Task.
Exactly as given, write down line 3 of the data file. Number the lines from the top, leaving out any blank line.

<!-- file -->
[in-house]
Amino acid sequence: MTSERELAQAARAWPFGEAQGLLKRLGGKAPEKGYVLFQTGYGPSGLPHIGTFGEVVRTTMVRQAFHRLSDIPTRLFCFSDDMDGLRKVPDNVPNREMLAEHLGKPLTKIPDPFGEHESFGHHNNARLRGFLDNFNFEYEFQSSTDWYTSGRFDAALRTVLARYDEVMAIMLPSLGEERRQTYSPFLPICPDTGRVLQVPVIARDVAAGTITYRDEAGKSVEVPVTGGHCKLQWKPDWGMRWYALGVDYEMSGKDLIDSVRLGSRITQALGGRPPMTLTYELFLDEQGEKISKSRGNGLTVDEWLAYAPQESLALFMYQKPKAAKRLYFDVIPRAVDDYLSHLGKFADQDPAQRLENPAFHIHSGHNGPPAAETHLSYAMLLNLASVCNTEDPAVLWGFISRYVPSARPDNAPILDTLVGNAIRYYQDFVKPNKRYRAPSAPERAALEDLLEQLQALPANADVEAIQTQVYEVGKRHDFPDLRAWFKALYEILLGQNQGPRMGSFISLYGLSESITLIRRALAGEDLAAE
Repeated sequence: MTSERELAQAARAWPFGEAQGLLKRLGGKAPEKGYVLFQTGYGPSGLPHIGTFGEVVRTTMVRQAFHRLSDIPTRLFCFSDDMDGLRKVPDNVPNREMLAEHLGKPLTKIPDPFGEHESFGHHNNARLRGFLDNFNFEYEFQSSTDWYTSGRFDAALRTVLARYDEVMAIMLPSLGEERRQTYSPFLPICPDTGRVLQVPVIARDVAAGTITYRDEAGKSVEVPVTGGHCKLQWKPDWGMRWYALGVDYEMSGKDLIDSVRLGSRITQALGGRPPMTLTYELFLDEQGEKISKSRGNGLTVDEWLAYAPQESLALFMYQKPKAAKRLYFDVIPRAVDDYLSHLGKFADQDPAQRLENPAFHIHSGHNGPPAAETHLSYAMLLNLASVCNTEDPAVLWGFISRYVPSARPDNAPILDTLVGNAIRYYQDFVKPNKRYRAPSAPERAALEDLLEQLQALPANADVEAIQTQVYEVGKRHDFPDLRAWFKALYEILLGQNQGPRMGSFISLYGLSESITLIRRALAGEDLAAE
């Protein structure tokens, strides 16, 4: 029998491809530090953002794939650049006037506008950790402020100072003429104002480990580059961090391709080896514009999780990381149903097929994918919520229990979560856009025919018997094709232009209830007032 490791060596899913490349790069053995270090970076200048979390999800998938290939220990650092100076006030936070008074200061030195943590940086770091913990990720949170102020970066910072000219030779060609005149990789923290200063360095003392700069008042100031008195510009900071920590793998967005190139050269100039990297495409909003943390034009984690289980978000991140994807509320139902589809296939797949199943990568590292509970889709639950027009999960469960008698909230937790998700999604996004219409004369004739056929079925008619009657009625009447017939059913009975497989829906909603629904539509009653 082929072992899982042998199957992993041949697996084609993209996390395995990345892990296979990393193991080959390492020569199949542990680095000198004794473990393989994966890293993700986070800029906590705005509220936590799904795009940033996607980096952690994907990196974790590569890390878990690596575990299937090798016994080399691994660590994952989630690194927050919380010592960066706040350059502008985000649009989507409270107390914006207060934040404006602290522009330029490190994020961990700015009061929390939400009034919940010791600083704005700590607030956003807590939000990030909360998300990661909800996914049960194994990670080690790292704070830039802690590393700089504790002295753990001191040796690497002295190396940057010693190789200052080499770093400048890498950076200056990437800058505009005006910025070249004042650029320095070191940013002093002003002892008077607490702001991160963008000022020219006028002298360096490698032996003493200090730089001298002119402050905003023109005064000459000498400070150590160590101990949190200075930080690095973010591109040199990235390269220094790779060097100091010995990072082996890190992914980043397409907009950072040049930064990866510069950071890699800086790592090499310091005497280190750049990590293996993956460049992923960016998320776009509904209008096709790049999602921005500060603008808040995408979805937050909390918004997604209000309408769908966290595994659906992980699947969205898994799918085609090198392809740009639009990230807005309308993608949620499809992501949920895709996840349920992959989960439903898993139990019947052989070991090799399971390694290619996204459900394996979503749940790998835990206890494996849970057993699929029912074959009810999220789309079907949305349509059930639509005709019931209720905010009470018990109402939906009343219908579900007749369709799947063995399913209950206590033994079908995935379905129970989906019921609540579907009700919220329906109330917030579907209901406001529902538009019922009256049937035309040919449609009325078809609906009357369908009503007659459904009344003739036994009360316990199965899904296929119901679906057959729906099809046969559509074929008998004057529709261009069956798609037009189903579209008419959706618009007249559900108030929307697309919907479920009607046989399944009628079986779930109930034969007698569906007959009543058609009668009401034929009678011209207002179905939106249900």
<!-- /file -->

Repeated sequence: MTSERELAQAARAWPFGEAQGLLKRLGGKAPEKGYVLFQTGYGPSGLPHIGTFGEVVRTTMVRQAFHRLSDIPTRLFCFSDDMDGLRKVPDNVPNREMLAEHLGKPLTKIPDPFGEHESFGHHNNARLRGFLDNFNFEYEFQSSTDWYTSGRFDAALRTVLARYDEVMAIMLPSLGEERRQTYSPFLPICPDTGRVLQVPVIARDVAAGTITYRDEAGKSVEVPVTGGHCKLQWKPDWGMRWYALGVDYEMSGKDLIDSVRLGSRITQALGGRPPMTLTYELFLDEQGEKISKSRGNGLTVDEWLAYAPQESLALFMYQKPKAAKRLYFDVIPRAVDDYLSHLGKFADQDPAQRLENPAFHIHSGHNGPPAAETHLSYAMLLNLASVCNTEDPAVLWGFISRYVPSARPDNAPILDTLVGNAIRYYQDFVKPNKRYRAPSAPERAALEDLLEQLQALPANADVEAIQTQVYEVGKRHDFPDLRAWFKALYEILLGQNQGPRMGSFISLYGLSESITLIRRALAGEDLAAE